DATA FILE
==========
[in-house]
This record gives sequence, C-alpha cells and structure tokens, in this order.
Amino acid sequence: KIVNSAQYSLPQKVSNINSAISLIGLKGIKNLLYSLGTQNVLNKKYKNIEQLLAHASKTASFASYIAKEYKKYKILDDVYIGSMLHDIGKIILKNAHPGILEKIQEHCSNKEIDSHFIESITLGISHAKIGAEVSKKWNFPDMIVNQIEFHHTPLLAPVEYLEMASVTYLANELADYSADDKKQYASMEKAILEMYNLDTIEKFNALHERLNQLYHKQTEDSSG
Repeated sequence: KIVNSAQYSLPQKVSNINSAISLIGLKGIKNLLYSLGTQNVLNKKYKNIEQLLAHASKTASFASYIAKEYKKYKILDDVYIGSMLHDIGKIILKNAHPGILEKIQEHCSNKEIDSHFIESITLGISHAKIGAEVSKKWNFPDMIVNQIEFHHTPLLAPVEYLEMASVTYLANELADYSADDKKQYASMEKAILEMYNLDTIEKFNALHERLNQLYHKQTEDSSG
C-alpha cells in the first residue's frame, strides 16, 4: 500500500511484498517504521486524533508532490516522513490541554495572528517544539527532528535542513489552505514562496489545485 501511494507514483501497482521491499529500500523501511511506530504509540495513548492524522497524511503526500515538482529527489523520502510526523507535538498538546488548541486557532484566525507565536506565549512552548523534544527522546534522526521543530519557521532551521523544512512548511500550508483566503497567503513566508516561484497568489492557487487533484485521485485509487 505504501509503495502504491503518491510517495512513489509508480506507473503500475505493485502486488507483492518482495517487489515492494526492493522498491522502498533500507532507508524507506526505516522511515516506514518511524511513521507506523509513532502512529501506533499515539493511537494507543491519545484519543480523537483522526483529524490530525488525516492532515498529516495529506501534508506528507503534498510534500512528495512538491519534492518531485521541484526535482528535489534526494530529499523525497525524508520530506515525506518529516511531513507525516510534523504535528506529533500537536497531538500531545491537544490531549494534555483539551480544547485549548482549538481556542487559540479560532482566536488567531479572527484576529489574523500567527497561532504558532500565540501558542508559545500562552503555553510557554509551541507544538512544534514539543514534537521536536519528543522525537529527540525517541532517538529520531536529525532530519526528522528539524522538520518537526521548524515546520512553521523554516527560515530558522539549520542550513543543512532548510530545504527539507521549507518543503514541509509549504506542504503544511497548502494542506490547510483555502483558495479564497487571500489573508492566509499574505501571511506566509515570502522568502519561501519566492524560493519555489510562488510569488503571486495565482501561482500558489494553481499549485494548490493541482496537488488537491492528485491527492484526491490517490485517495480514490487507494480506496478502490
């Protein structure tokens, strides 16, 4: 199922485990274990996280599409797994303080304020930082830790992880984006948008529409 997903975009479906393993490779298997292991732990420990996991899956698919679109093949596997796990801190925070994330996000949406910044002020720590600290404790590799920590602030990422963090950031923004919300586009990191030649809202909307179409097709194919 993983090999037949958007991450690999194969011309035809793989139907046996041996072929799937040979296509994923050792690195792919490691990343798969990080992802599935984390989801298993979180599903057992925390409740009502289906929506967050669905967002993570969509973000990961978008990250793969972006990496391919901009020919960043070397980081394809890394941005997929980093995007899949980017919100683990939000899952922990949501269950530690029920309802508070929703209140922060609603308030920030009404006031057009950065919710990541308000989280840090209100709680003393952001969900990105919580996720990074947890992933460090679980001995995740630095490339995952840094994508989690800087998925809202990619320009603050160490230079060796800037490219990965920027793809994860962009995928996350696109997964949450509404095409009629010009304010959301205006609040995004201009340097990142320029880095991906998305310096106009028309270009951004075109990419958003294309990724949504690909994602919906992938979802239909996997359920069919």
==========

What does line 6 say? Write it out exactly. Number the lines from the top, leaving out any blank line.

């Protein structure tokens, strides 16, 4: 199922485990274990996280599409797994303080304020930082830790992880984006948008529409 997903975009479906393993490779298997292991732990420990996991899956698919679109093949596997796990801190925070994330996000949406910044002020720590600290404790590799920590602030990422963090950031923004919300586009990191030649809202909307179409097709194919 993983090999037949958007991450690999194969011309035809793989139907046996041996072929799937040979296509994923050792690195792919490691990343798969990080992802599935984390989801298993979180599903057992925390409740009502289906929506967050669905967002993570969509973000990961978008990250793969972006990496391919901009020919960043070397980081394809890394941005997929980093995007899949980017919100683990939000899952922990949501269950530690029920309802508070929703209140922060609603308030920030009404006031057009950065919710990541308000989280840090209100709680003393952001969900990105919580996720990074947890992933460090679980001995995740630095490339995952840094994508989690800087998925809202990619320009603050160490230079060796800037490219990965920027793809994860962009995928996350696109997964949450509404095409009629010009304010959301205006609040995004201009340097990142320029880095991906998305310096106009028309270009951004075109990419958003294309990724949504690909994602919906992938979802239909996997359920069919």